Here are the ways I expect the housing market to change once most Americans are vaccinated and the economy fully reopens.
Home values will grow as the economy recovers, but at a slower pace as higher mortgage rates temper demand
Double-digit home-value growth will end as the U.S. reaches herd immunity and the economy rebounds. That’s because mortgage rates will make buying a home more expensive, and Americans will have more options for how to spend their money. Instead of spending on homes, Americans will want to spend on activities like vacations, parties and dining. Some people will be eager to buy a home because they will feel more confident in their own economic prospects once the economy recovers. But some people will look at how expensive homes have become and hold off. As a result, home values will rise about 5% per year, which will be more in line with the growth of the overall economy.
As the economy recovers, mortgage rates will likely increase to pre-pandemic levels of around 3.5% for a 30-year fixed rate mortgage, making borrowing to buy a home more expensive than it is now. Since the economy is already doing better than many economists anticipated, there is a small risk that the trillion- dollar stimulus package could inject too much money into the economy and cause inflation and even higher mortgage rates of over 4%.
More people will list their homes for sale
When the pandemic ends, the number of homes for sale should increase from record lows, but will likely remain below pre-pandemic levels, so homebuyers won’t see much relief. Five percent fewer homes were listed for sale in the past 12 months than in the year prior, and currently new listings are down 12% from last year. If most people are vaccinated by 2022, I predict that the coming year will bring a 10% increase in new listings.
More homeowners will decide to list in order to cash in on high home prices. And a small portion of those who were reluctant to sell during the pandemic because of fear of exposure to the coronavirus will be ready to list once vaccinated. Some homeowners who have been in forbearance will want to sell once forbearance ends to pay off their missed mortgage payments. But many new homeowners who locked in a mortgage rate below 3% during the pandemic won’t want to sell and give up their low monthly mortgage payments.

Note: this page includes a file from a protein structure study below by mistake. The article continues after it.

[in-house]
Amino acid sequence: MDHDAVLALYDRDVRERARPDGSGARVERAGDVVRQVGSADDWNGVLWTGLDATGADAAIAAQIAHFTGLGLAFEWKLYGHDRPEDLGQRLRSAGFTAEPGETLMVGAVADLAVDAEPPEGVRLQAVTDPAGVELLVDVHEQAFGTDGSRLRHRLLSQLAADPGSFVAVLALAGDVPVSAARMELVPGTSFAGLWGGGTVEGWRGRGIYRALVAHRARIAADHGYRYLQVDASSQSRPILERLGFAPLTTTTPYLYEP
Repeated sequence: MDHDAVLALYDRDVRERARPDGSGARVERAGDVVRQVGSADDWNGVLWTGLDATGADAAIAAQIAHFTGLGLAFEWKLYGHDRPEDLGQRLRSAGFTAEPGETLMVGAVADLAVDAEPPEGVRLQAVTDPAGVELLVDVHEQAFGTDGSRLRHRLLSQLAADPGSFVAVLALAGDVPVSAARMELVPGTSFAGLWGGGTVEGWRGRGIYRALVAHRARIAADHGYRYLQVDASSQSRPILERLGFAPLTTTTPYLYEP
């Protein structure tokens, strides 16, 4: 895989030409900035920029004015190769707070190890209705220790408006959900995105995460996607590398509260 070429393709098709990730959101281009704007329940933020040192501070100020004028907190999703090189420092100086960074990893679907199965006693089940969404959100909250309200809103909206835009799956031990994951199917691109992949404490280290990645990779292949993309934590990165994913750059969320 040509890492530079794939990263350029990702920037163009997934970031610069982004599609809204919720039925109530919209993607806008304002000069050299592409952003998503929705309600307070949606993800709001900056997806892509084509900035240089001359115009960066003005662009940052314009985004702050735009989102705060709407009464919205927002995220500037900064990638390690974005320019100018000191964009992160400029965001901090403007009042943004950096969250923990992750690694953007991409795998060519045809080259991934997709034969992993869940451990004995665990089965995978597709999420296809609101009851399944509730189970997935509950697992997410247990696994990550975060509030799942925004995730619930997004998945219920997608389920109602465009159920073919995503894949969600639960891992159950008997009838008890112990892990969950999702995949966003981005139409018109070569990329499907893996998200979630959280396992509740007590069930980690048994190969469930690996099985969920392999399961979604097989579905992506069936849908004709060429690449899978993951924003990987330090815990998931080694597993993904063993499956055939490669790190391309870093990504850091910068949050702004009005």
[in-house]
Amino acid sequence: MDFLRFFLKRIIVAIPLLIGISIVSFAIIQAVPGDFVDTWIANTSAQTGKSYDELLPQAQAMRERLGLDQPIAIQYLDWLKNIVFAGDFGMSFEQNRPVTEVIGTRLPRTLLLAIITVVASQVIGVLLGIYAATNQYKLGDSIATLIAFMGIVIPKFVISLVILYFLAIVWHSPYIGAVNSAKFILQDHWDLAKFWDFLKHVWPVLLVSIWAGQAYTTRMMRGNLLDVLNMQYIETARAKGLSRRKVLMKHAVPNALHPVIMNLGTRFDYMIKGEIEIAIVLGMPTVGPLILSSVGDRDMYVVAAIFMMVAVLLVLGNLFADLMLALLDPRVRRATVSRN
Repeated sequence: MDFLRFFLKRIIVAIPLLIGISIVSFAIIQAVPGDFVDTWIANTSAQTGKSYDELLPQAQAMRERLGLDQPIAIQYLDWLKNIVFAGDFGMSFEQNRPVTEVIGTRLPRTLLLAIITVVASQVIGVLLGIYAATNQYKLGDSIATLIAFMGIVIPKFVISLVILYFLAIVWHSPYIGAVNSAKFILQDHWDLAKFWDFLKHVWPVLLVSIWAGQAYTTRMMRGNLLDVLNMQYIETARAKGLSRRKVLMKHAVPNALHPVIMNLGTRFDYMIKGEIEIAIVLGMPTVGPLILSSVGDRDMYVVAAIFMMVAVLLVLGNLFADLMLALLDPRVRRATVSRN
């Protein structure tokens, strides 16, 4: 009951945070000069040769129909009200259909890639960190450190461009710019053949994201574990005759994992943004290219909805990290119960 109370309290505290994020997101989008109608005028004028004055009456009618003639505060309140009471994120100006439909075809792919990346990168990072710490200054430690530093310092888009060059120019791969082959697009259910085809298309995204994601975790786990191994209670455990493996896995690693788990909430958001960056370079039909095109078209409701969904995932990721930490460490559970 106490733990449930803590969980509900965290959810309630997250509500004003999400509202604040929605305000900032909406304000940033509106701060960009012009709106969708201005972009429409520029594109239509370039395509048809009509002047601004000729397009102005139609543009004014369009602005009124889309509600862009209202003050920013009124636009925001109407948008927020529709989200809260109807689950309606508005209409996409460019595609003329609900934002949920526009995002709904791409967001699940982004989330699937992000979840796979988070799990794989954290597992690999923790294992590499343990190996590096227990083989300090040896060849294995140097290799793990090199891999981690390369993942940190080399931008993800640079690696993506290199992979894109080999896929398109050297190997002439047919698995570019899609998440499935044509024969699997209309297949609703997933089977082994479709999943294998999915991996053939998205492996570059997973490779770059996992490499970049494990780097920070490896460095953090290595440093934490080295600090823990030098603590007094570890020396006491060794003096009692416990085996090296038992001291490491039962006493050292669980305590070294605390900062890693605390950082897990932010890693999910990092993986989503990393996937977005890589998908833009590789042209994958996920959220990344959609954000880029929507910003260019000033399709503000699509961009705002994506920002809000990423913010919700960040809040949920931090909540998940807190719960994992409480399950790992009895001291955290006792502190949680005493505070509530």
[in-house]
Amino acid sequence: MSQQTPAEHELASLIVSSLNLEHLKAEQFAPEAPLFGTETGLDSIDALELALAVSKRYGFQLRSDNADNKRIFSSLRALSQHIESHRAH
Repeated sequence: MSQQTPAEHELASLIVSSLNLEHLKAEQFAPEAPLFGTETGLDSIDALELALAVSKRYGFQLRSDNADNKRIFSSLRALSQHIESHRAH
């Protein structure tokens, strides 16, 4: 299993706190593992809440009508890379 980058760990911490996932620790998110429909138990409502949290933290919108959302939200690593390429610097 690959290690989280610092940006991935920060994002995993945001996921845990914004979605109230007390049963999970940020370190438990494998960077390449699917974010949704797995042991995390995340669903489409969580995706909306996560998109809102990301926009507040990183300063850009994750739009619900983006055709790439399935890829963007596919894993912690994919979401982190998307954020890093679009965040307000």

The condo market will heat up
As the economy reopens and more people are back to work, more people will be looking to buy a reasonably priced home. And right now the most reasonably priced homes are the condos that buyers shunned during the pandemic. During the pandemic, condos sold at a 17.3% discount to single family homes, the largest discount since at least 2013, but post-pandemic condo prices will likely grow faster than single family home prices and the discount on condos will shrink.
“If you want to buy a condo, now is the time,” said Seattle Redfin agent Ben Stanfield. “I tell my buyers that if they’re open to looking at condos, we have the ability to negotiate on price and include favorable offer terms like an inspection contingency or a long escrow period. My personal opinion is that the condo market will start to see signs of life coming back in around October.”
Prices are already growing faster in urban areas, where condos are more common, than in suburban or rural areas. Soon homebuyers will see the value in the perks of owning a condo, like shared amenities such as pools and gyms.
Suburbs will start to feel more like cities
When the pandemic ends, many people will continue working from home at least part-time, but they will begin taking their lunch and coffee breaks outside their home. This means the kinds of businesses that cater to workers will relocate to suburban areas where more of their customers will be during the day. For example, Starbucks is closing stores in urban areas while opening new stores in the suburbs, and small businesses in cities are recovering at a slower pace than small businesses in the suburbs. Over time, suburban communities will start to feel like more cities with more new restaurants, coffee shops, and happy hour spots opening.
The takeaway for homebuyers and homeowners is that homes in the suburbs could become even more desirable thanks to an increase in amenities. The value of a home is closely tied to what amenities are close by, and in the future more suburbs could have it all– schools, parks, restaurants, coffee shops, and bars.
Rents will rise quickly, especially for short-term rentals
Post pandemic, many people will decide to rent instead of buy a home simply because buying a home will be too expensive. Rents in expensive job centers like Manhattan and San Francisco will likely stay below pre-pandemic levels because remote workers will have more options for places to live away from their corporate headquarters. But in popular migration destinations like Austin and Atlanta, rents will increase more quickly because even more people will want to live in these less expensive cities when the economy is fully open and safe.
Short-term rentals will be especially popular. More remote workers will adopt a nomadic lifestyle, where they roam from city to city with no home base at all. A remote tech worker might spend part of the year working from headquarters, part of the year working from a satellite office, and the rest of the year in a vacation destination. This will cause prices for short-term rentals to increase.